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Peter Laban

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About Peter Laban

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    Chatty concertinist

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    The Back of Beyond

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  1. No it isn't. Don't believe everything you read on the session.org, especially mishearings of misnamed tunes.. Usually it's referred to as 'the Connemara version of Páidín Ó Raifeartaigh' All three tunes played in the video have words sung to them.
  2. Peter Laban

    How far is the salt air dangerous...

    The subject was touched on (see Geoff Wooff's posts, among others) in a previous thread: I live in an environment that is both damp and inundated with salt air (a few miles from the Atlantic in Co Clare) and I can tell you from experience it's an environment where just about everything is affected by it, from leaves scorching off the trees after a day's strong wind from the west to everything that can rust, rusting and decaying at an astonishing pace.
  3. More than a few of us present on the occasion were wondering if we'd see the concertina explode before the end of the tune. It was a bit much.
  4. Peter Laban

    In praise of a good hard case

    I use the Lowepro Flipside as a camera bag and should perhaps add it is a very comfortable bag, the weight distribution is such that you barely feel the weight, even on long hikes.
  5. Peter Laban

    Clicking

    Microphone up close picks up the sound of keys and pads
  6. Peter Laban

    Minstrel Anglo

    When I saw the thread title I was expecting something long these lines:
  7. I think you'll find these have sold out and are no longer available as CD, unless you track down a second hand copy and hope it isn't priced like the ones on Amazon.co.uk
  8. As an aside, you have to wonder though, what''s the correct key? Junior Crehan, who composed the tune, used to play it in both Gdor and Ador and Paddy Glackin played it quite nicely in Edor in a documentary on Junior's life and music recently (still up on the TG4 player)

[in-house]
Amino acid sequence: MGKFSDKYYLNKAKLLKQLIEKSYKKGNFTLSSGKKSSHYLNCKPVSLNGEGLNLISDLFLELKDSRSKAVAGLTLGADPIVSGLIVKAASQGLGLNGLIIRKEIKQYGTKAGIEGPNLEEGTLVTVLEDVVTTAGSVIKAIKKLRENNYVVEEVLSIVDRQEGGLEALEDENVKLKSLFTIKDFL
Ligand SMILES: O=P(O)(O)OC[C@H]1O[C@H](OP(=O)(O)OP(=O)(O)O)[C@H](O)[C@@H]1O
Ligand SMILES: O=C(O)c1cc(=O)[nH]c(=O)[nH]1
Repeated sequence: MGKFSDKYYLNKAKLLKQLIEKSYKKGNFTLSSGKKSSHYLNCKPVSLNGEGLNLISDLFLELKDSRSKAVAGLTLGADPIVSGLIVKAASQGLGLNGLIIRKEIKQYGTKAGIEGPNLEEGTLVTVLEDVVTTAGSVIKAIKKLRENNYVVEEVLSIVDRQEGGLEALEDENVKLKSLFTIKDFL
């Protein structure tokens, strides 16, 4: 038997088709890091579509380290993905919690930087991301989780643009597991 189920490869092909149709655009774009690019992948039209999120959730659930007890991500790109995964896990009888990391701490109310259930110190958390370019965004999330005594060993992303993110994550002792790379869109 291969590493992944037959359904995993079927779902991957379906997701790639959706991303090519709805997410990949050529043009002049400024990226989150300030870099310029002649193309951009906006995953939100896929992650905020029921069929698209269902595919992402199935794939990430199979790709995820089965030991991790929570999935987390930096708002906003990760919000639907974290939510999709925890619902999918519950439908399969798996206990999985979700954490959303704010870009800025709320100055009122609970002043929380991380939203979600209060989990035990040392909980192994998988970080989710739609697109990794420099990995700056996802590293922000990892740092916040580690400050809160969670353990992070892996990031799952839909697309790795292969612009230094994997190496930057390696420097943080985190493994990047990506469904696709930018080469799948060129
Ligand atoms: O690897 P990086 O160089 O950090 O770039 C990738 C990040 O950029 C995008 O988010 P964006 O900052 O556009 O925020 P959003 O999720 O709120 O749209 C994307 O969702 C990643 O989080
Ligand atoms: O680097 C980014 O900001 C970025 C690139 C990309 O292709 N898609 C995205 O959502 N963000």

9. Peter Laban

    Secondary Key: Ab/Eb vs Bb/F

    It really depends, as it always does, on what you want. Last summer I was playing with a few pipers, in C. A young woman came a long with a C/g concertina. We asked if she had a Bflat/f but as she hadn't she said 'I'll try it on this one' and transposed on the fly, didn't miss a tune either in the five hours we played. She obviously didn't need the Bflat/f. Mileages vary though.
  10. Perhaps a more seasonal view. Have a good one, all.
  11. It's a bit more grey and dark today but this is what I found when out on a recent more clear day.
  12. This year with a website: https://concertinacruinniu.ie/ Always a pleasant weekend during the quiet, dark months of the year.
  13. Peter Laban

    Hornpipe and polka rhythms?

    Hornpipes are widely used for certain figures of the sets around here, not just for solo dancing. And as such they're widely and commonly danced.
  14. Peter Laban

    Hornpipe and polka rhythms?

    In the context of the music I play, Irish music, I feel that generally speaking hornpipes are different in structure from reels and they don't loose that structure when you try make them sound like reels. Surely, there are grey areas and there are tunes that have a structure that makes them more malleable, there are quite a few tunes floating about that were initially flings that have transmogrified into both reel and hornpipe for example and the odd one, like the Scholar, has made a widely accepted switch to another form but in general, I don't see tunes working both as a reel and hornpipe by modifying their rhythms and speed a bit.
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